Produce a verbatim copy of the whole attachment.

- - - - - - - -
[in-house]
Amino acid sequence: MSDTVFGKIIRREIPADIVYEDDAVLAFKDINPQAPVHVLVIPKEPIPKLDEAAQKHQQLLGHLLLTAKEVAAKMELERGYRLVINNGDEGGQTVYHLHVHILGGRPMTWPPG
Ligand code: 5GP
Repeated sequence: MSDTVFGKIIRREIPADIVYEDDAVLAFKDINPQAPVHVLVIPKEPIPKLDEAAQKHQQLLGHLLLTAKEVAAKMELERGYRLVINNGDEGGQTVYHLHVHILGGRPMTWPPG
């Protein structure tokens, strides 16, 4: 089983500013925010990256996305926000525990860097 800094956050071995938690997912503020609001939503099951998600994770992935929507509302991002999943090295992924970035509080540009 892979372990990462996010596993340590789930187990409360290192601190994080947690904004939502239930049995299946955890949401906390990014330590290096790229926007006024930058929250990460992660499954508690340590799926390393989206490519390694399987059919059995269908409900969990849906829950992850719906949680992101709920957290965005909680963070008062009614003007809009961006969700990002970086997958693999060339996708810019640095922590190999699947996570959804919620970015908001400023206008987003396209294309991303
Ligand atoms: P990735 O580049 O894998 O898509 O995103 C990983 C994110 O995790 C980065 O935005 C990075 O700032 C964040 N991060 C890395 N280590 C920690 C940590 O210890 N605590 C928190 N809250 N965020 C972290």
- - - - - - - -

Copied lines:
[in-house]
Amino acid sequence: MSDTVFGKIIRREIPADIVYEDDAVLAFKDINPQAPVHVLVIPKEPIPKLDEAAQKHQQLLGHLLLTAKEVAAKMELERGYRLVINNGDEGGQTVYHLHVHILGGRPMTWPPG
Ligand code: 5GP
Repeated sequence: MSDTVFGKIIRREIPADIVYEDDAVLAFKDINPQAPVHVLVIPKEPIPKLDEAAQKHQQLLGHLLLTAKEVAAKMELERGYRLVINNGDEGGQTVYHLHVHILGGRPMTWPPG
């Protein structure tokens, strides 16, 4: 089983500013925010990256996305926000525990860097 800094956050071995938690997912503020609001939503099951998600994770992935929507509302991002999943090295992924970035509080540009 892979372990990462996010596993340590789930187990409360290192601190994080947690904004939502239930049995299946955890949401906390990014330590290096790229926007006024930058929250990460992660499954508690340590799926390393989206490519390694399987059919059995269908409900969990849906829950992850719906949680992101709920957290965005909680963070008062009614003007809009961006969700990002970086997958693999060339996708810019640095922590190999699947996570959804919620970015908001400023206008987003396209294309991303
Ligand atoms: P990735 O580049 O894998 O898509 O995103 C990983 C994110 O995790 C980065 O935005 C990075 O700032 C964040 N991060 C890395 N280590 C920690 C940590 O210890 N605590 C928190 N809250 N965020 C972290």